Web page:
June 2018 2nd Edition

Warriors of service delivery

Written by Dale Hes
Two Service Warriors per ward can create 44 job opportunities and also improve service delivery.

The 11 Service Warriors ready to serve the residents of the municipality.Service delivery problems in the Stellenbosch Local Municipality are being addressed through on-the-ground action by 11 previously unemployed Service Warriors.

In light of the current drought, the municipality identified these community members to undergo plumbing training at the Bergzicht Training Centre to help prevent water losses and wastage.

The municipality realised that once the drought ends, their services would not be needed.

“We decided to expand the scope of the project. These 11 people are now true Service Warriors who identify a variety of problems in the wards, including blocked storm water drains, water leakages, illegal dumpsites and any other defects,” explained head of client services at the municipality’s Infrastructure Services Department Silvia Pretorius.   

The Service Warriors work in four disadvantaged wards in the municipality – Kayamandi, Klapmuts, Dwarsrivier and Groendal. When they find issues they deliver feedback directly to municipal staff so that the problem can be responded to as quickly as possible.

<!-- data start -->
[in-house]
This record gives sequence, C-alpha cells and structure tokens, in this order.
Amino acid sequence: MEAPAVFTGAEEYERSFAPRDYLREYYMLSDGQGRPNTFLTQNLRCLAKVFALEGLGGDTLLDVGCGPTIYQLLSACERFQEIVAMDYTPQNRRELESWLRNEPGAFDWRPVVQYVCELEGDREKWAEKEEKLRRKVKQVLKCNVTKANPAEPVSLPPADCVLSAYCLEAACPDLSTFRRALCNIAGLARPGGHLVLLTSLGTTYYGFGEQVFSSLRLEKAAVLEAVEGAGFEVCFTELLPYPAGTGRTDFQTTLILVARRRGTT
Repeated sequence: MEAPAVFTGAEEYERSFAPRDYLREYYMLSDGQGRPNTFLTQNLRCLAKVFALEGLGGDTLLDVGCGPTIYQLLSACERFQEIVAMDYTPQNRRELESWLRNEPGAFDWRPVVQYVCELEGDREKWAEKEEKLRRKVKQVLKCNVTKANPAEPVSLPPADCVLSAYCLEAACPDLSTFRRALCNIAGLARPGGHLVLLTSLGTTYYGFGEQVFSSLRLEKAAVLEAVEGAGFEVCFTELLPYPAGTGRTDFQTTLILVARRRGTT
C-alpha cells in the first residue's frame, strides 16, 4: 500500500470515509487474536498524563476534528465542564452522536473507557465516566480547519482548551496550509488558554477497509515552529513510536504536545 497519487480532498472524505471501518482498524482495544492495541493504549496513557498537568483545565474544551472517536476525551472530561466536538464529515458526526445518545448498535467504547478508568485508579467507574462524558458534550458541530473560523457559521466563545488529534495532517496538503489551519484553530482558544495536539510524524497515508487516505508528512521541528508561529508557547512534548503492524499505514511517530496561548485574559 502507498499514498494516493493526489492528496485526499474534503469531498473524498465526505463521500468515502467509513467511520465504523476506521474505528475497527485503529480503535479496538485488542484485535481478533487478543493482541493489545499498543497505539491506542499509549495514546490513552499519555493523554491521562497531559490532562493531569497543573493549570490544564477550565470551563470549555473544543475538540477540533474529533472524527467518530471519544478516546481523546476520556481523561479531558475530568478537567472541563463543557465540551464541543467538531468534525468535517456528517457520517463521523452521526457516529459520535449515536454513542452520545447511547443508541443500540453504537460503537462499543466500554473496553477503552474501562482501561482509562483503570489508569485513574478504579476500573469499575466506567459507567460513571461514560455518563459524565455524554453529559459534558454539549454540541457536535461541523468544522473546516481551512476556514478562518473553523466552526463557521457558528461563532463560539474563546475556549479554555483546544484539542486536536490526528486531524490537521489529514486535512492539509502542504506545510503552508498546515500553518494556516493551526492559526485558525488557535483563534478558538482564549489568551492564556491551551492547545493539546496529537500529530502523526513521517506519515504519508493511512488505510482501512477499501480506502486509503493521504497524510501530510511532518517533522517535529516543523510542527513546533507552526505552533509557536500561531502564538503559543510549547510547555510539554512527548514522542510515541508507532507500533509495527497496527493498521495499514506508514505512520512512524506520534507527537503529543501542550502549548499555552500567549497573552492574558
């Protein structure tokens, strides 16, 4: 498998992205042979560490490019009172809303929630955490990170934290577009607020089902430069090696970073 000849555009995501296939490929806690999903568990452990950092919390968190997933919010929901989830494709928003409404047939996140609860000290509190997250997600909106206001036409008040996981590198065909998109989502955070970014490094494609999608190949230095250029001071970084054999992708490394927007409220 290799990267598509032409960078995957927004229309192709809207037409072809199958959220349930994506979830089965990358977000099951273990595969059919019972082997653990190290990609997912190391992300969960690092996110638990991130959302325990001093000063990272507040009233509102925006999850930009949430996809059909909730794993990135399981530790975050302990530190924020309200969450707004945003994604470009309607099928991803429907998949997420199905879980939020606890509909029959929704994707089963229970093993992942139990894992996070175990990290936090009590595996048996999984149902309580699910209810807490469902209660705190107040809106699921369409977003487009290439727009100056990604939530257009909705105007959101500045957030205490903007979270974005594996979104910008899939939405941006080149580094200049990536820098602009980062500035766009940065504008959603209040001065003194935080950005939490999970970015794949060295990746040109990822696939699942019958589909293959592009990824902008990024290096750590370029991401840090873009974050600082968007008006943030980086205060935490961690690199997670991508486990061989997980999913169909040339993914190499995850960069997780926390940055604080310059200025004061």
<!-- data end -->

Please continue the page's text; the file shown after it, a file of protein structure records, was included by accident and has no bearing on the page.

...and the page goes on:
“They send us lists of issues every day. Many residents do not have phones and don’t have the means to travel to our offices themselves to report their complaints. Now they have a better channel of communication with the municipality,” said Pretorius.

She said that the four-month pilot project has been successful so far and the hope is that it will be rolled out in all 22 municipal wards.

“With two Service Warriors per ward, we can create 44 job opportunities while also improving our service delivery efforts.”

The Service Warriors will soon be even better equipped to carry out their work. The municipality plans to give them tablets which will allow them to report issues, map locations and send photographs.

One of the Service Warriors Elton van Reenen, said that the work is not only helping him make a living but also making him feel like he is doing something useful for his community.

“It is nice to help with the problems that people have had for a long time now. We feel like we are making a difference. The work is rewarding, and it is good to be making some money too,” said Van Reenen.

At the launch of the project, Stellenbosch Mayor Gesie van Deventer said that the project is part of Stellenbosch’s greater goal of becoming one of the top municipalities in South Africa.    

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